If you're presently volunteering to wear the hat of “SSL/TLS Vulnerability Manager”, then you’ve come to the realization that patching one vulnerability often raises others. In wake of revelations about mass surveillance, many of us moved quickly to implement Perfect Forward Secrecy, or PFS, since this method of encryption is strongly resistant to man-in-the-middle (MITM) attacks. Implementing PFS is as simple as identifying and prioritizing the ephemeral ciphers supported by whatever terminates TLS in our infrastructures. For those of us managing BIG-IP, that meant prioritizing Diffie-Hellman Ephemeral (DHE) ciphers.

Fast forward to last month, and the publication of the LogJam vulnerability. Suddenly, some PFS ciphers weren’t so resistant to those pesky MITM attacks. Particularly, any DHE cipher using so-called export-grade encryption. DHE key parameters of 512 or 768-bit lengths were proven to be vulnerable by academic researchers. The WeakDH team further estimates "that an academic team can break a 768-bit prime and that a nation-state can break a 1024-bit prime". SSL Labs then moved quickly to cap the grade of sites negotiating DHE ciphers with key lengths of 1024 bits or less to a “B”. Since ZDnet has just published an article about how Chrome is now flagging some banks for weak crypto due to SHA1-signed certificates, a “B” grade from SSL Labs may not be something we can hang our hats on.

Since TMOS version 11.6, BIG-IP has prioritized ciphers as such: DHE>RSA>ECDHE. The reason for this ordering is that DHE and RSA are accelerated in BIG-IP crypto hardware, while ECDHE (the high performance Elliptic Curve variant of DHE) is handled by general-purpose CPU cycles. For a time, this priority order enabled BIG-IP administrators to achieve “A” grades right out of the box using the DEFAULT cipher string. However, since BIG-IP uses DHE 1024, that same DEFAULT string in TMOS v11.6 now achieves only a “B”. Here is an example of how to re-order and specify an explicit cipher string which omits the weak DHE ciphers and still maintains an A grade: !SSLv2:!EXPORT:ECDHE+AES-GCM:ECDHE+AES:ECDHE+3DES:RSA+AES-GCM:RSA+AES:RSA+3DES:-MD5:-SSLv3:-RC4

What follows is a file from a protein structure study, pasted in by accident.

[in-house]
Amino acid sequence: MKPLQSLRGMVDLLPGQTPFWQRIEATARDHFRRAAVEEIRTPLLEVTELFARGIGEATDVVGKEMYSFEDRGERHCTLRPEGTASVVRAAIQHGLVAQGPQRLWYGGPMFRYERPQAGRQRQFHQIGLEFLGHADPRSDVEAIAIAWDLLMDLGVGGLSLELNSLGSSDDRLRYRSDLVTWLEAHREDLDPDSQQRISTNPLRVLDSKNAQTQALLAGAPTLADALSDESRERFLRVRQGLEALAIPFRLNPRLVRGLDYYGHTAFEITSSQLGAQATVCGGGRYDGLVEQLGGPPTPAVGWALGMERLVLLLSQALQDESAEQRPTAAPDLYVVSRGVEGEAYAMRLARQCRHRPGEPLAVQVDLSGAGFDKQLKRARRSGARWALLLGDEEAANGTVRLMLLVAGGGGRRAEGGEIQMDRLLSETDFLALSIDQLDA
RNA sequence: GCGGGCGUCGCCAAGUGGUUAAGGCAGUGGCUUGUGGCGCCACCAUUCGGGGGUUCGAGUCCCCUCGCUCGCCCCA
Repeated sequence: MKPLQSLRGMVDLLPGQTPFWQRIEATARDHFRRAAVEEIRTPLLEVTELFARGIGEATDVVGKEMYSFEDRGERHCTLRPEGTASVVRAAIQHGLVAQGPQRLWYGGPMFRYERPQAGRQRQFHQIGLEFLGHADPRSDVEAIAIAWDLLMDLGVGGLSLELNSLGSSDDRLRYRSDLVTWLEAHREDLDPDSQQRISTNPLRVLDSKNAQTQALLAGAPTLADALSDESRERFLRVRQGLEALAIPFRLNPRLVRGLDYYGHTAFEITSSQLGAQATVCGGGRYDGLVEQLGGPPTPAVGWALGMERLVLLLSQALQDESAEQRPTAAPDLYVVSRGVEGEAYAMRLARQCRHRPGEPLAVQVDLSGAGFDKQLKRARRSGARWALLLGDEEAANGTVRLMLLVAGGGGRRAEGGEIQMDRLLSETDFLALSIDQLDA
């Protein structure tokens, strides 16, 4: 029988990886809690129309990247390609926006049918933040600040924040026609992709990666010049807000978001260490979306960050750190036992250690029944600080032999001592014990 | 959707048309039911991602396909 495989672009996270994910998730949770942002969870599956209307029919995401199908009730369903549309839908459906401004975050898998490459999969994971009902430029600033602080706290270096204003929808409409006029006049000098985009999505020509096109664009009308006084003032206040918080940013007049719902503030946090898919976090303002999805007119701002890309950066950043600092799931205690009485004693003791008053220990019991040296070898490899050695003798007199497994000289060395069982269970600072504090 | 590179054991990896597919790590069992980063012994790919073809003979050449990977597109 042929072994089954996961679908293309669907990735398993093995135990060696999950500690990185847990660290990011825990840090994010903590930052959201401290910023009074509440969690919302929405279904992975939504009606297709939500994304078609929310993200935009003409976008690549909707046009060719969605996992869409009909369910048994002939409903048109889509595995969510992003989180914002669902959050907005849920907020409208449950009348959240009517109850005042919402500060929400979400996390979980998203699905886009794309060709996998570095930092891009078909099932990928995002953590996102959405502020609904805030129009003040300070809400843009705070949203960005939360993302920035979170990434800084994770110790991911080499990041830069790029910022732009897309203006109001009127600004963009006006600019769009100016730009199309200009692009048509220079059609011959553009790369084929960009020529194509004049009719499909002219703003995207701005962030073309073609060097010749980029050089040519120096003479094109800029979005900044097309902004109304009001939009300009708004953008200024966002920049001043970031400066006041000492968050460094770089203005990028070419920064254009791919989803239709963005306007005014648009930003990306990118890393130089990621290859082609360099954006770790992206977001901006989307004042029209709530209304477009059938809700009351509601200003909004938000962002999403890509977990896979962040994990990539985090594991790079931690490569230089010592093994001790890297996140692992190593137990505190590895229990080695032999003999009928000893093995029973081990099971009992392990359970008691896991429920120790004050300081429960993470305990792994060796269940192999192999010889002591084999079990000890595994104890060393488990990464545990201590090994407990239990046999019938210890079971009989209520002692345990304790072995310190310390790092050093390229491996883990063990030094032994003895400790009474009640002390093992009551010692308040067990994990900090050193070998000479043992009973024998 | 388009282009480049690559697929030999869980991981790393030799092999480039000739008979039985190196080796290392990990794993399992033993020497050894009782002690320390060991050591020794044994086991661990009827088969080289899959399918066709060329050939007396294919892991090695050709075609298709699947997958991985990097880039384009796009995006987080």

Many of those same BIG-IP administrators have queried the DevCentral community or opened support cases requesting DHE 2048 or better support on BIG-IP. However, much like the shift from RSA 1024-bit key lengths to 2048-bit key lengths, the additional workload, even with chip-based acceleration is at least 5x greater for DHE 2048. Additionally, there are older clients such as Internet Explorer before IE11 an Java before version 8 that do not support DHE 2048. As such, it is no easy decision to implement support for DHE 2048 on BIG-IP. 

Fortunately, all is not lost. Elliptic Curve DHE (ECDHE) performs very well even without hardware acceleration on BIG-IP, because Elliptic Curve Cryptography was designed, in part, to provide greater encryption strength with smaller key sizes. By prioritizing ECDHE in the cipher string, BIG-IP administrators can still easily achieve an “A” grade from SSL Labs.

In the event that we do need to preserve CPU cycles, and leave DHE 1024 as a higher priority, it’s important to understand how BIG-IP handles DH parameters by default. The most alarming weakness revealed by the LogJam research is the re-use of common primes for generating keys. A feature of BIG-IP mitigating use of weak or common DH parameters was recently noted by Ivan Ristic:

By default, BIG-IP automatically rotates DH parameters to prevent exploitation related to parameter re-use and weak or common primes.

While we may still need to explain our “B” grade, knowing how and why BIG-IP handles DHE goes a long way toward offsetting concerns about the potential vulnerability to a LogJam-style MITM attack.